He further adds that CEE is also fragmented when it comes to currencies and local payment systems, which further increases the complexity of providing strong products. Where can VCs come in? Hristo explains: “VCs tend to be great at building relationships and support entrepreneurs with building their core products around established players that are harder to reach if you are not an established name.”
In the area of climate, food, and agritech, we heard from Konstantin Haralampiev, Head of Business Development and Partnerships at Agrovar, who reflected on the areas where he sees sustainability, food, and agritech specialist VC bringing the biggest value:
- “Deep industry expertise: VCs specializing in these areas typically have extensive knowledge and experience in the field, which can help startups navigate the complex regulatory and technological landscape.
- Access to networks: These VCs often have connections to industry leaders, policymakers, and other relevant stakeholders, which can help startups forge partnerships and gain valuable exposure. This is extremely important in these sectors, as policy in some countries is changing rapidly.
- Increased funding opportunities: Specialist VCs are more likely to invest in companies that are focused on creating sustainable and environmentally friendly solutions, which can attract additional funding and support from impact investors.
- Accelerated growth: With specialized expertise and networks, these VCs can help startups grow faster, which can lead to greater impact and success.
- Alignment with values: Startups in climate, food, and agritech are often motivated by a desire to create positive change in the world. By working with VCs that share these values, they can find partners who are equally committed to driving sustainable growth and positive impact.”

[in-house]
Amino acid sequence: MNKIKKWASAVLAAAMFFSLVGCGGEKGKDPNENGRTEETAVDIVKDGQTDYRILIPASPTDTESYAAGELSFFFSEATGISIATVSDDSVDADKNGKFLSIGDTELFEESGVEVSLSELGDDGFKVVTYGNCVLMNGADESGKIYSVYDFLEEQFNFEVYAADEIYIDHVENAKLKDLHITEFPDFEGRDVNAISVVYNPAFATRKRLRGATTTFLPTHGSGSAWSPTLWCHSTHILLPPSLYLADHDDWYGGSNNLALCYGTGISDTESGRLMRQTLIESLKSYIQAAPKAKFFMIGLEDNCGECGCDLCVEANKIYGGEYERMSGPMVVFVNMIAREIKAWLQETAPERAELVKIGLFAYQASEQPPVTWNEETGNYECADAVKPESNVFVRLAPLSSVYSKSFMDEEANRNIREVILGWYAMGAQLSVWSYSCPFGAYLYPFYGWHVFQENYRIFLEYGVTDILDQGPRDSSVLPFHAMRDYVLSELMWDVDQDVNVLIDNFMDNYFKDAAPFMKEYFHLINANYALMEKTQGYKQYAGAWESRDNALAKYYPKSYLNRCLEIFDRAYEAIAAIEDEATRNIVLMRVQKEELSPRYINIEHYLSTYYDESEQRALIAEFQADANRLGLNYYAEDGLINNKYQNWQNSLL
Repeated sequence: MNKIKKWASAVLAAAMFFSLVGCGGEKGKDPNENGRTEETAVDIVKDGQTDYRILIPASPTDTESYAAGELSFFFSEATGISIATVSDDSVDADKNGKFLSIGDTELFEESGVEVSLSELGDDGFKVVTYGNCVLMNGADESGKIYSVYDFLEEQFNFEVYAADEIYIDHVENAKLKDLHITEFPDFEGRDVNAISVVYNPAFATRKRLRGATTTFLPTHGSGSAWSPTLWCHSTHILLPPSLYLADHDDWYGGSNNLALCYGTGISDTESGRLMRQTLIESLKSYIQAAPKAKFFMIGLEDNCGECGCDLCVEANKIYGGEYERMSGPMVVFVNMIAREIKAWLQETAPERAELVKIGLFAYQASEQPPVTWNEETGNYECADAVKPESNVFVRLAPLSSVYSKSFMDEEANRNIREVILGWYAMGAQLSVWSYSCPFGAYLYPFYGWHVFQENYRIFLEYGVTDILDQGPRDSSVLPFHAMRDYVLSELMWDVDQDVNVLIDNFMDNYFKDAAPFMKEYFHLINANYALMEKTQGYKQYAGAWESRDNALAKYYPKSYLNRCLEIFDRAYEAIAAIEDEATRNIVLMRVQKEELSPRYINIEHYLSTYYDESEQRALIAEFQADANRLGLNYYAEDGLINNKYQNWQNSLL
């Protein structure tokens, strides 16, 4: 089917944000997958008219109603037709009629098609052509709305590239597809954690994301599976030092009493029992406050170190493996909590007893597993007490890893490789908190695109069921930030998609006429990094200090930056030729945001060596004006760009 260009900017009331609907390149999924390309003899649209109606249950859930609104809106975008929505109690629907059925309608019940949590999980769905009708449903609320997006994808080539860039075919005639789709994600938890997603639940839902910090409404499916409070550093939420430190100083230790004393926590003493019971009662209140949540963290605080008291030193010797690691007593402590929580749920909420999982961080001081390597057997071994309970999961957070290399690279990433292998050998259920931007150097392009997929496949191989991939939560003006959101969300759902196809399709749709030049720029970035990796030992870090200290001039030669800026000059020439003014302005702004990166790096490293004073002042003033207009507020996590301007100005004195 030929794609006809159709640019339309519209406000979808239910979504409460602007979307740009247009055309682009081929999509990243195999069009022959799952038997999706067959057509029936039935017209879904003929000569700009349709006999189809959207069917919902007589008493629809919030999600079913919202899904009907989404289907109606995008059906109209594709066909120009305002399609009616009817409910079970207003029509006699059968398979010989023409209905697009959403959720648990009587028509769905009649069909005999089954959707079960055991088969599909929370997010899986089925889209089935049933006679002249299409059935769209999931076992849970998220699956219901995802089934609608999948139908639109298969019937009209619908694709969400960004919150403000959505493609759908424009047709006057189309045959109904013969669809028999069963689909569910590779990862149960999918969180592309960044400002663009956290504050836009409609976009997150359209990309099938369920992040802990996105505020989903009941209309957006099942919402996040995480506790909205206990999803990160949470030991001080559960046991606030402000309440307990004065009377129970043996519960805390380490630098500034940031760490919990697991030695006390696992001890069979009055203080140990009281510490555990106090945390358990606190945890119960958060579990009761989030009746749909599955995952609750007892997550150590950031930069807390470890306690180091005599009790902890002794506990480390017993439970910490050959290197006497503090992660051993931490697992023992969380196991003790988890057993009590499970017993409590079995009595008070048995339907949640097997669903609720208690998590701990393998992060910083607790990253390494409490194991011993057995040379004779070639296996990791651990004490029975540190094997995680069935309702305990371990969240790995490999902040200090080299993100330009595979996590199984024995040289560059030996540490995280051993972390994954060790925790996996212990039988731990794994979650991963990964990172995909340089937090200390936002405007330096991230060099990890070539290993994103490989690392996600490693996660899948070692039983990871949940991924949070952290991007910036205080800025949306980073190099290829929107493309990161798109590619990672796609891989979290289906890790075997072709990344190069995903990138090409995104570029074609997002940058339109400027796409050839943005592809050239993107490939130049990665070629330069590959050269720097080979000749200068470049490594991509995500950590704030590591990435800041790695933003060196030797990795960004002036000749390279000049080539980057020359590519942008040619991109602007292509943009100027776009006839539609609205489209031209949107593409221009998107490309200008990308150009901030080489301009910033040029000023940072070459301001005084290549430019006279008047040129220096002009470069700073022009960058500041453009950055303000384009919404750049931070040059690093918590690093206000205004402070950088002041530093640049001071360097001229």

Konstantin believes that as the popularity of tech solutions in these sectors grows, and more investors are looking into companies with social and environmental impact in addition to financial returns, the presence of specialist VCs can create the needed ecosystem which can interlink all relevant stakeholders and scale up the overall success.
Liviu Huluta, co-founder and CEO of INKI Tech, further explains how more focus on sustainability issues in the investment community in the CEE can help the overall regional ecosystem.
For instance, CEE is lagging on its e-waste efforts. “While the EU is leading the world in recycling appliances (over 40%), Eastern Europe is lagging at 23%. We, too, have surveyed over 2000 companies in Hungary and Romania to see exactly how they manage mobile phone waste. 19% of respondents in Hungary and 14% in Romania respectively stated that they have a documented scraping recycling policy for mobile phones.”
He adds that there should be an increased focus from the investment community to factor in some ESG metrics in their decision making criteria.
“While we have some VCs focused on a sustainability proposition in CEE, we can expect them to be extremely selective as there is more demand than supply. One can check the list of projects that make it with the Financing Agency for Social Entrepreneurship and see there are no CEE-based projects. This means there are extremely few CEE based sustainability minded or focused start-ups to make into series A or B. Our experience is that the roots are there, entrepreneurs crave to build something that helps society be cleaner and better, but currently capital isn’t flowing into their direction.”